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Jewish World Review Aug. 25, 1999 /13 Elul, 5759

Bob Greene

Bob Greene
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How life has been
changed by the
woodpecker effect --
THE WOODPECKER EFFECT -- which has already, without widespread public comment, taken over much of American life -- is about to get even more ubiquitous.

The Woodpecker Effect is something you see every day. People sit at their desks, or stand in front of pay telephones, or squint at their miniaturized cellular phones, and peck away. Woodpeckers peck with their beaks; humans peck with their fingers. If someone had commanded men and women to do this, they would have resisted; if the government had ordered it, there would be revolution in the streets.

But it has happened voluntarily. Person-to-person contact -- for centuries the glue of human interaction -- is being replaced by the Woodpecker Effect. Not only do people not protest against this -- they peck ever faster, as if addicted.

They tap in their personal code numbers; they tap in their electronic mailbox numbers. They tap in whether they want to inquire about their account balance (tap key No. 1), find out when they made their last payment (tap key 2), or shift money from one account to another (tap 3). They tap in their orders for merchandise; they tap in their choice of the city to which they'd like to make reservations. They tap in the last four digits of their Social Security numbers "for security reasons" or -- a favorite -- "for your protection." They tap in their phone numbers so a machine may call them back when the machine is not otherwise occupied.

There are reasons for this, ranging from lowering costs for companies by letting microchips do the jobs of human beings, to automating responses to questions businesses are asked by their customers thousands of times a day. Some reasons are valid, many others are just a way for companies to avoid paying living people. But in the long run, the greatest societal impact of this may be the Woodpecker Effect. Tap, tap, tap, tap, tap . . . this is what we have allowed our lives to evolve into.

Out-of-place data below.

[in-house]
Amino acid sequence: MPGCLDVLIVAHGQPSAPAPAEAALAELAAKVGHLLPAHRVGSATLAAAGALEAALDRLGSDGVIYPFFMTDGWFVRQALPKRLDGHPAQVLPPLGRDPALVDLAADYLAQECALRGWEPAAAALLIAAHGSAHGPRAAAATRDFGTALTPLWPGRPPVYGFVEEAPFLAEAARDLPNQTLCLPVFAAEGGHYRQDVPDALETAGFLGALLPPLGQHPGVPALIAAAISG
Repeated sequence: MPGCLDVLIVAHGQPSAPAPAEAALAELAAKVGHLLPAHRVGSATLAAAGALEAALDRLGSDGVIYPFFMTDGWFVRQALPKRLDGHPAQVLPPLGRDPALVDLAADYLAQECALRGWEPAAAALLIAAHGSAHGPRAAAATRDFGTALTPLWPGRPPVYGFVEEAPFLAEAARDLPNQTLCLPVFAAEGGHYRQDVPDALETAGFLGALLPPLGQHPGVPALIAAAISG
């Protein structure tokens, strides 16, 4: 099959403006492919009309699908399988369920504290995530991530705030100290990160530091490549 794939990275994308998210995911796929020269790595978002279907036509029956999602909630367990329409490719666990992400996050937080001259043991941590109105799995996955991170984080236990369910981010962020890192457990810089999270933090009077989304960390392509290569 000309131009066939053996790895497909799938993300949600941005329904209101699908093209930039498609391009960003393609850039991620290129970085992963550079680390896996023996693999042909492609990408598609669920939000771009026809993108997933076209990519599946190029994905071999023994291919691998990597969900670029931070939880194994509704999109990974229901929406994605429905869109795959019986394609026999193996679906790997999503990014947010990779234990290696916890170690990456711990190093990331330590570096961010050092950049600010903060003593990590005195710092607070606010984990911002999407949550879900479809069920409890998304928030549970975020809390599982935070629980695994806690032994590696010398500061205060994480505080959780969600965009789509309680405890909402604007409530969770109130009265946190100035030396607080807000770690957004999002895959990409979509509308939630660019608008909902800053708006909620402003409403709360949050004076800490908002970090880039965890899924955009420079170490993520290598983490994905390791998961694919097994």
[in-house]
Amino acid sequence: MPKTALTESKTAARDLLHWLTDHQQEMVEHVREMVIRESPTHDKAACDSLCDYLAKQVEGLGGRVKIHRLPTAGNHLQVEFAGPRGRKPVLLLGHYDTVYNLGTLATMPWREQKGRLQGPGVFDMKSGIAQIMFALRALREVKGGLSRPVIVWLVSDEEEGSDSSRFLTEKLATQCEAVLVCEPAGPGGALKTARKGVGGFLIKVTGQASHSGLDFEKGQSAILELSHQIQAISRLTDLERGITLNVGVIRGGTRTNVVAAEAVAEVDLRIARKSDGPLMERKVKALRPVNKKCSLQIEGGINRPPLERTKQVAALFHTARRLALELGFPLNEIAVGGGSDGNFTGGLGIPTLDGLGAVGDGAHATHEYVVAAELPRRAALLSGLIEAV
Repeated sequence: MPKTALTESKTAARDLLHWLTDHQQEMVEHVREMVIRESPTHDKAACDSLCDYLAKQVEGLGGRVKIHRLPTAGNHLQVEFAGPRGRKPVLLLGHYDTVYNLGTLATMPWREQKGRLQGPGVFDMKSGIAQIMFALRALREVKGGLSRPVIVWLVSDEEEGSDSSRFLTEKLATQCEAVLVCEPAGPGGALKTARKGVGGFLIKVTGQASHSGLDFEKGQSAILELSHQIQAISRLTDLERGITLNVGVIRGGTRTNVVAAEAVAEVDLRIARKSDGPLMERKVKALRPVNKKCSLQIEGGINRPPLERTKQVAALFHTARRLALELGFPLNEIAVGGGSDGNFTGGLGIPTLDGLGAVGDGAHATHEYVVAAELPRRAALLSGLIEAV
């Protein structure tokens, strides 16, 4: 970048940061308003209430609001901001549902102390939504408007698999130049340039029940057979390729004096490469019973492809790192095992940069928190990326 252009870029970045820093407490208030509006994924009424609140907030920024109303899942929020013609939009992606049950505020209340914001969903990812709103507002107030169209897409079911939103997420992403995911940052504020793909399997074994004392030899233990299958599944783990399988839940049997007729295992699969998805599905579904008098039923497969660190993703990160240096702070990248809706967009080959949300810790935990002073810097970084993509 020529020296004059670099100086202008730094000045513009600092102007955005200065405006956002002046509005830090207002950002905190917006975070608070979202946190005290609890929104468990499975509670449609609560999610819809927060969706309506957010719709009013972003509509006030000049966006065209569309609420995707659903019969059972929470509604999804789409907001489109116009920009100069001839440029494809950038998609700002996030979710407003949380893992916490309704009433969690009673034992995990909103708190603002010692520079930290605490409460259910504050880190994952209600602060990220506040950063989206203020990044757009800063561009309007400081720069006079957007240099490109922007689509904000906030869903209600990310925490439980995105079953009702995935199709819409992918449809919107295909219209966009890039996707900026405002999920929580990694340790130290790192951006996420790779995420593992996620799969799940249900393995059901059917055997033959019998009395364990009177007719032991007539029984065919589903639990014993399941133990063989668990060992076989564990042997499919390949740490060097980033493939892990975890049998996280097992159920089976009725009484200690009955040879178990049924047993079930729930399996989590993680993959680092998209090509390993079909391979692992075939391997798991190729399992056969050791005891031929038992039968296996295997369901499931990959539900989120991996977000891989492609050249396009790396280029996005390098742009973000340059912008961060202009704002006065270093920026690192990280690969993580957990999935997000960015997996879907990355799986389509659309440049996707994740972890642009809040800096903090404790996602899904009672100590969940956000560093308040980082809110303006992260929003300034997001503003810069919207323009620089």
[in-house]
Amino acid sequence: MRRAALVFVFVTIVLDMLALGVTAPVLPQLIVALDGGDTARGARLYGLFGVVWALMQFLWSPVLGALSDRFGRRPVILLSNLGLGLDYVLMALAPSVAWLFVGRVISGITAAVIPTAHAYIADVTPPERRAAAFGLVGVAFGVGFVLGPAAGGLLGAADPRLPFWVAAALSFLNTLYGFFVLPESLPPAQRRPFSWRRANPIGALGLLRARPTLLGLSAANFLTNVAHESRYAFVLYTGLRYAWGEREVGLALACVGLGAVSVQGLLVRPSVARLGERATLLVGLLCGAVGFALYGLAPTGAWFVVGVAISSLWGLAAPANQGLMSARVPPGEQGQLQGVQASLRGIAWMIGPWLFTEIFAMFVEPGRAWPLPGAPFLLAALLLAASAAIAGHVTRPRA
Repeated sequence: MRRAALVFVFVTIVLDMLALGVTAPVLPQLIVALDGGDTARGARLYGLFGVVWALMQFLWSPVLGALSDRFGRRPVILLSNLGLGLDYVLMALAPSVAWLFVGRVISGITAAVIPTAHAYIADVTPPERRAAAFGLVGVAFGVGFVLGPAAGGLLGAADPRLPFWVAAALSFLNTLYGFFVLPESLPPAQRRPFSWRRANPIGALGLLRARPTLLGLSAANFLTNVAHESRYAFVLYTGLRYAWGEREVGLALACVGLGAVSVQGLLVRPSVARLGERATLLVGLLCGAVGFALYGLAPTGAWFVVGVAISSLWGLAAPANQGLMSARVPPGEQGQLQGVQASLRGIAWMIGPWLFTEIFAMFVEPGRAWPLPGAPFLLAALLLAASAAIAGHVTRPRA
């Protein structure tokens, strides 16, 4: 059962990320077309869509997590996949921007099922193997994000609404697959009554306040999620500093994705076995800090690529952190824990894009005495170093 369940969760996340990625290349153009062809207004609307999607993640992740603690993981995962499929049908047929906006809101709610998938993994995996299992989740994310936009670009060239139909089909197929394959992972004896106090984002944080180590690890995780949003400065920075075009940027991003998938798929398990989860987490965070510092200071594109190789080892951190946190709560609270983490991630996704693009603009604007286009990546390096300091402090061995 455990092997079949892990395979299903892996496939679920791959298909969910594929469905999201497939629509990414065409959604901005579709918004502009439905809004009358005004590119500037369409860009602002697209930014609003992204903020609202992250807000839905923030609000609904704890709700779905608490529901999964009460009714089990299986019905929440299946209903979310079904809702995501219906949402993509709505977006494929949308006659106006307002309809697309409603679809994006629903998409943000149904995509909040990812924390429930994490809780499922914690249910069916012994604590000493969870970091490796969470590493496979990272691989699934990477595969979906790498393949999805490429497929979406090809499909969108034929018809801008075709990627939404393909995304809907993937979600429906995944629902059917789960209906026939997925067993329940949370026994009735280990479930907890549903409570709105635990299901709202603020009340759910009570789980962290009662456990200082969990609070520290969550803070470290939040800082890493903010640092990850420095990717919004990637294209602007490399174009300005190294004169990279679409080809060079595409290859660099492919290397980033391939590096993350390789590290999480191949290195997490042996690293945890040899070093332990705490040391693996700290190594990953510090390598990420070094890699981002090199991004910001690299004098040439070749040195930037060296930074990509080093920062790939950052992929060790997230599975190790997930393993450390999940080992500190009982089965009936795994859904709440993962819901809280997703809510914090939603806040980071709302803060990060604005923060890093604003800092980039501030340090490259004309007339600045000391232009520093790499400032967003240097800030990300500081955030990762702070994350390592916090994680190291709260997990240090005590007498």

You see people standing at pay phones now, using the phones for 15 or 20 minutes at a time, and not a word is ever spoken. Tap, tap, tap. Checking messages, forwarding messages, providing sales data to some machine on the other end . . . the people get up in the morning, get dressed, go out into the world. . . .

. . . And tap. This is what they have studied hard in college for, this is what they have been bright-eyed and ambitious and diligent in their work for: to be woodpeckers.

Forget "save the whales" and "save the rain forests"; the coming conservation drive is to save the newest endangered species: numbers.

Seriously. A consumer group has asked the Federal Communications Commission to institute new policies on how phone numbers are doled out, in an effort to hold off the day when there are no more area codes available in the U.S. There are still wide open spaces in America, still huge spans of virgin forest, still miles of lakes and pastures where few people ever venture. Land, we've got plenty of. It's the numbers that are running out. The old woodpeckers haven't done away with all the trees -- but the new woodpeckers, the ones in business suits, are eating up all the numbers.

And it's going to get worse. General Motors this month said it is about to test-market Internet access inside of cars. These "Web cars" are expected to be offered nationally by the end of next year; the idea, according to a GM spokesman, is to allow people to link up to the Internet while they are driving.

So as the human woodpeckers with their car phones tap in their access numbers, retrieve their messages, then tap the codes that will transfer them to the next set of numerical options, they apparently will be able to simultaneously activate the digit-driven world of the worldwide computer network. They'll be nodding and tapping, tapping and nodding, speeding down the highway, connected to the entire universe beyond.

As to whatever happened to "keep your eyes on the road," that is yet to be seen. A General Motors executive said: "We want to change GM from being an automotive company that moves on an automotive time frame, to an automotive company that moves on an Internet time frame."

Oh. Well, at least the in-car computers are going to be voice-activated. That in itself may be enough to make them a success. They may provide one of the few times all day for the new woodpeckers to actually get the opportunity to speak.

JWR contributor Bob Greene is a novelist and columnist. Send your comments to him by clicking here.


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